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A proposal for more sophisticated normative principles in introductory economics

Stephen Schmidt

The Journal of Economic Education, 2017, vol. 48, issue 1, 3-14

Abstract: Introductory textbooks teach a simple normative story about the importance of maximizing economic surplus that supports common policy claims. There is little defense of the claim that maximizing surplus is normatively important, which is not obvious to non-economists. Difficulties with the claim that society should maximize surplus are generally not addressed. Economists are thus frequently criticized by non-economists for having a poor moral foundation for our normative claims. We should tell a more sophisticated normative story that justifies the moral importance of surplus, but acknowledges that other moral values may conflict with generating surplus and that distribution is not always separable from efficiency. This would allow students to make more compelling arguments in favor of normative positions they accept, regardless of the values they hold.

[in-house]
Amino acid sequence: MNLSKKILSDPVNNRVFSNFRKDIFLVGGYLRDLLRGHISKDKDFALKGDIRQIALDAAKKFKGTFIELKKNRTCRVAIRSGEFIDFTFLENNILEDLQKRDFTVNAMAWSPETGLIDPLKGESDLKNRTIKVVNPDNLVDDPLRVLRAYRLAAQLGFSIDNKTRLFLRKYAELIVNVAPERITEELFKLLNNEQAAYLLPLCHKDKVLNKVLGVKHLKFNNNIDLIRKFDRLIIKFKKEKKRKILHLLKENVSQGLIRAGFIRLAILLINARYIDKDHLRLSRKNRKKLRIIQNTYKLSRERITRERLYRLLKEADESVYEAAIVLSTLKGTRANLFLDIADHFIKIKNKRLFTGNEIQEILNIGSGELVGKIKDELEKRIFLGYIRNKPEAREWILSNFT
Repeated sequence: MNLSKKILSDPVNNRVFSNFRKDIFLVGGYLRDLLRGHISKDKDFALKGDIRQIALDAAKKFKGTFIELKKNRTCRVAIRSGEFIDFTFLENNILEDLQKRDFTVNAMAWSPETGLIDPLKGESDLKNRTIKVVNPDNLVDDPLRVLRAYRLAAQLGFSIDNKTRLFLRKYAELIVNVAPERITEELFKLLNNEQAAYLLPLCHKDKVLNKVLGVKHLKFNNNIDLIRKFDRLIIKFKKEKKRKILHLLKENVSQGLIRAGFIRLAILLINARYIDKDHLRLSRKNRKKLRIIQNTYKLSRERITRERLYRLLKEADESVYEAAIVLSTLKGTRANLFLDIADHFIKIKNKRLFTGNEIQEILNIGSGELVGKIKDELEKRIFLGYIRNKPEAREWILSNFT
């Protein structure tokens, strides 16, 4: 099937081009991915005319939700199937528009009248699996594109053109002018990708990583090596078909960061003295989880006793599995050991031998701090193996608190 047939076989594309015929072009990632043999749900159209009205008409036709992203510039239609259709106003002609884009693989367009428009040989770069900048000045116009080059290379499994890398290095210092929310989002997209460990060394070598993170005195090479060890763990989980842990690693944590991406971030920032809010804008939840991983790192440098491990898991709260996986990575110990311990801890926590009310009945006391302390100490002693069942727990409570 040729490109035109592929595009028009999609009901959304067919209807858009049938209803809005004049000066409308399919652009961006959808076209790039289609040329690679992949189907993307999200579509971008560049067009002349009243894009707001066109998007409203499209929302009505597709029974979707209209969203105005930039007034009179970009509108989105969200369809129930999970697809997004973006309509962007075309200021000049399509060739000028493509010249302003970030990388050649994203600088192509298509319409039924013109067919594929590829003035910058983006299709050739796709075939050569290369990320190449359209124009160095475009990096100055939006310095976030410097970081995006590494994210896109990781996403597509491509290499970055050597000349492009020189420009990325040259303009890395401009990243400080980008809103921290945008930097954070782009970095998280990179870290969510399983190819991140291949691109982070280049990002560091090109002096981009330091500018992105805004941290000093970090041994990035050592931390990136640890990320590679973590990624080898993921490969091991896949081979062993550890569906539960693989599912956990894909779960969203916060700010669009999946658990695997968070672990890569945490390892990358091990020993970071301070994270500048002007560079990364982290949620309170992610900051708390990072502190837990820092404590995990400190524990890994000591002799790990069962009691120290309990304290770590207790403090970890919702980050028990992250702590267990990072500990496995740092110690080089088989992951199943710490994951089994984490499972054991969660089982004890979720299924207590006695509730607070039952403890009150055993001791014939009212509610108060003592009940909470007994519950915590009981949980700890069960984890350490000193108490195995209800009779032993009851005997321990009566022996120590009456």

Date: 2017
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DOI: 10.1080/00220485.2016.1252293

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